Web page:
Utilization of health services in relation to mental health problems in adolescents: A population based survey
1 Norwegian Institute of Public Health, Div. Mental Health, P.O. Box 4404, 0403, Nydalen, Oslo
2 Norwegian Institute of Public Health, Div. Epidemiology, Dept. Health Statistics, P.O. Box 4404, 0403, Nydalen, Oslo
3 Action for Health Research, Simon Fraser University, 8888 University Drive, Burnaby, BC, V5A 1S6, Canada
4 Research Centre for Health Promotion, University of Bergen, Christiesgt.13, 5015 Bergen, Norway
BMC Public Health 2006, 6:34 doi:10.1186/1471-2458-6-34Published: 16 February 2006
Only a minority of adolescents reporting symptoms above case-levels on screenings for mental health seeks and receives help from specialist health services. The objective of this study was to a) examine help-seeking for symptoms of anxiety and depression in relation to symptom load dimensionally, b) identify the level of specialization in mental health among service-providers, and c) identify associations between mental health problems and contact with different types of health services.
This cross-sectional school-based study (response-rate 88%, n = 11154) is based on Norwegian health surveys among 15 and 16 year olds.
We found a dose-response association between symptom-load and help seeking. Only 34% of individuals with mental symptom-load above 99th percentile reported help-seeking in the last 12 months. Forty percent of help seekers were in contact with specialists (psychiatrists or psychologists), the remaining were mainly in contact with GPs. Mental health problems increased help seeking to all twelve service providers examined.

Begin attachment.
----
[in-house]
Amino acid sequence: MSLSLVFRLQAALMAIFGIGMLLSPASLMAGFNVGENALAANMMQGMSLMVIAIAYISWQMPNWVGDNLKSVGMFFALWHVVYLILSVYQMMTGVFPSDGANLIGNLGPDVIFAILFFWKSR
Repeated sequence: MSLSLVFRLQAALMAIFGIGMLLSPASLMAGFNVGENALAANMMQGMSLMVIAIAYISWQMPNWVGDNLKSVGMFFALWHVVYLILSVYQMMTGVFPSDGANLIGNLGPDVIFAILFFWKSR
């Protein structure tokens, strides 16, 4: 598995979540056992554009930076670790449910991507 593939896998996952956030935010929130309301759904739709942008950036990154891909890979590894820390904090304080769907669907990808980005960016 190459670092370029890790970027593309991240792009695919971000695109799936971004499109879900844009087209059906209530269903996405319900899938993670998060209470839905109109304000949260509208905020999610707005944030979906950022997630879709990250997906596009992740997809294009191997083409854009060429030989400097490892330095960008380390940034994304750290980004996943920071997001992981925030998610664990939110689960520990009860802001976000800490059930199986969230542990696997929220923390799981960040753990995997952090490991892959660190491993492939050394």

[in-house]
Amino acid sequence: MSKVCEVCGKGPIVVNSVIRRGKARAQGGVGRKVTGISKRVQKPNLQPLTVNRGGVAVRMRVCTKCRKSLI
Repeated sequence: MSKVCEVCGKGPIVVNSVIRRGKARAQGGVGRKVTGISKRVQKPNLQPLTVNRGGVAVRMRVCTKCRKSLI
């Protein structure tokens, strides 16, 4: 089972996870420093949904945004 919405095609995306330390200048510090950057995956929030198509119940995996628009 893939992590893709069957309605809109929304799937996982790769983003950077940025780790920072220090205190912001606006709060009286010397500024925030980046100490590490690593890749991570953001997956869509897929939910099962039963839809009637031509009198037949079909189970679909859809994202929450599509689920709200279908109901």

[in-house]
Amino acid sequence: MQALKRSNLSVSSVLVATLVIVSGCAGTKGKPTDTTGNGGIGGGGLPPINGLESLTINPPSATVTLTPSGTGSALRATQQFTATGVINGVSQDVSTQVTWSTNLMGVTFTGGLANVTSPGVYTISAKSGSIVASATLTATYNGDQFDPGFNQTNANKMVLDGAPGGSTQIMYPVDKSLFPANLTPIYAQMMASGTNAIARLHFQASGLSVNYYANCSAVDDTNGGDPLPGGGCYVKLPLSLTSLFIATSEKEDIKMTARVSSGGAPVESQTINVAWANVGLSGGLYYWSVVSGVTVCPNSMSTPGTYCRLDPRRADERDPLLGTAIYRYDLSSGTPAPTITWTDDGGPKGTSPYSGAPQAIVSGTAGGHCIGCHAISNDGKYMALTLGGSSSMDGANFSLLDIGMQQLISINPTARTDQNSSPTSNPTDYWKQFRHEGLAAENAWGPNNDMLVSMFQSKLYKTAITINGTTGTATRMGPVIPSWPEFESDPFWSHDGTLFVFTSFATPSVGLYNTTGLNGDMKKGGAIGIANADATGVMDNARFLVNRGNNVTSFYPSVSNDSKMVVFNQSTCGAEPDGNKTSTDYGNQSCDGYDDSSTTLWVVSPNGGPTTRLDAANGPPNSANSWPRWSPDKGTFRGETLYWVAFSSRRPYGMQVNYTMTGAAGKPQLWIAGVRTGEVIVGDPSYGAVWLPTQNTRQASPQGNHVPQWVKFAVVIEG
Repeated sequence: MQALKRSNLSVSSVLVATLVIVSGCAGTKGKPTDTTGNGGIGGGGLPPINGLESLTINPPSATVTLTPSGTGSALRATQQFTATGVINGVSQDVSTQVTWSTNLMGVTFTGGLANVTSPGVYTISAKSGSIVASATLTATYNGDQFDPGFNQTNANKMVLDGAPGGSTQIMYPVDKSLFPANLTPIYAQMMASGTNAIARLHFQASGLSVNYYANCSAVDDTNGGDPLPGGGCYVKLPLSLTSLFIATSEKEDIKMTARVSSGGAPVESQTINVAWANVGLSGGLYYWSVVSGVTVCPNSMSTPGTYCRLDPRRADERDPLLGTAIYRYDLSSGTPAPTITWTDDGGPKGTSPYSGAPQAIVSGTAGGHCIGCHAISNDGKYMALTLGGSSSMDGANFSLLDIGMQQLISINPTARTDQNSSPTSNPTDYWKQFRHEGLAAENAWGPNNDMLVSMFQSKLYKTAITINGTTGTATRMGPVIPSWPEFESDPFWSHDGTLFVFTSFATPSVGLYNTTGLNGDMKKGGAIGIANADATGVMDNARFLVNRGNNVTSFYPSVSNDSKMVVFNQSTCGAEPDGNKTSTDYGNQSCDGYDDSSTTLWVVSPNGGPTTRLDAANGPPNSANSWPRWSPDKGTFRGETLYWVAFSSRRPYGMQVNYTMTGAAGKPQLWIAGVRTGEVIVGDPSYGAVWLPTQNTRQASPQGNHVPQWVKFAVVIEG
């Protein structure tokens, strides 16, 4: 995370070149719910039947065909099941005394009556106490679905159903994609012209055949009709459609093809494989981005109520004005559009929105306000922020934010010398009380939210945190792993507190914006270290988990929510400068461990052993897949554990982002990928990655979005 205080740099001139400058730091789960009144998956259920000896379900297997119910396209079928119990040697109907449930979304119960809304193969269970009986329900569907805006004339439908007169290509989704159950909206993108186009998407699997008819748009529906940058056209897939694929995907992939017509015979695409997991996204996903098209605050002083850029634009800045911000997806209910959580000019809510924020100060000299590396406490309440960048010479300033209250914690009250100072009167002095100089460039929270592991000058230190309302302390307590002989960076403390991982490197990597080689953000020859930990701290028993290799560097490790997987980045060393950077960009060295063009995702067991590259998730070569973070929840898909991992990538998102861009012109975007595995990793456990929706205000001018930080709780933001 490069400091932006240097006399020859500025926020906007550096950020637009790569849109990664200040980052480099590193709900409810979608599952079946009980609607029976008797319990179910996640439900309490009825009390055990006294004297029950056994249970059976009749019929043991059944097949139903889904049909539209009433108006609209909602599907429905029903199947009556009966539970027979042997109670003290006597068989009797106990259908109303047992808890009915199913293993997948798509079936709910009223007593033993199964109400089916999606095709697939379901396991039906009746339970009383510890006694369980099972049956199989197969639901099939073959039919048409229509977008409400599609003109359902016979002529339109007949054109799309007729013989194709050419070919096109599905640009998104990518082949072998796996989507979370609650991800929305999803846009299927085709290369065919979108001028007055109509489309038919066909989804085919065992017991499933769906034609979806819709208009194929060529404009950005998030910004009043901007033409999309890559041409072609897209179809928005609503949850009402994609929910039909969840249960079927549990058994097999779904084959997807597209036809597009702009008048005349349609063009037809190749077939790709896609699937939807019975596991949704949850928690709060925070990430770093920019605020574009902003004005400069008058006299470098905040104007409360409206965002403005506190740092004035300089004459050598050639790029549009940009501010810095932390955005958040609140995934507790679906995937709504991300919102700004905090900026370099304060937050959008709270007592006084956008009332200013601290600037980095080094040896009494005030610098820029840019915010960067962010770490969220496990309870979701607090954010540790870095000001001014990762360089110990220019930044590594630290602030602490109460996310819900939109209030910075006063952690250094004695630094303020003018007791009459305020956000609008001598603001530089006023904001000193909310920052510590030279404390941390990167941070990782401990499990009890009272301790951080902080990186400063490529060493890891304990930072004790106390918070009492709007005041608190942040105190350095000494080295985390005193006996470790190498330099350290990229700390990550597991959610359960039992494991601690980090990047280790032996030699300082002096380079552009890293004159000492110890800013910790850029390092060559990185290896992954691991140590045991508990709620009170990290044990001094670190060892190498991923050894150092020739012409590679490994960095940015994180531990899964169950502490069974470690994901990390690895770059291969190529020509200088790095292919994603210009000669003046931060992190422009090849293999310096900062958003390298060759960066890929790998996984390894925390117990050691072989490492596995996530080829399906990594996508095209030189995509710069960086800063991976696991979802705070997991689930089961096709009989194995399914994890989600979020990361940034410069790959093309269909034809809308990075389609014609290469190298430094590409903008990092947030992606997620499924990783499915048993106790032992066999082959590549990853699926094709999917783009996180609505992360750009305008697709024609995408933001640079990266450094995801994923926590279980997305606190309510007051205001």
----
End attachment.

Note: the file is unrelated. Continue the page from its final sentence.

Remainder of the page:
It might not be reasonable to argue that all adolescents with case-level mental health problems are in need of treatment. However, concerning the 99th percentile, claiming treatment need is less controversial. Even in the Norwegian context where mental health services are relatively available and free of charge, help-seeking in individuals with the highest symptom-loads is still low. Most help seekers achieved contact with health care providers, half of them at a non specialized level. Our results suggest that adolescents' recognition of mental health problems or intention to seek help for these are the major "filters" restricting treatment.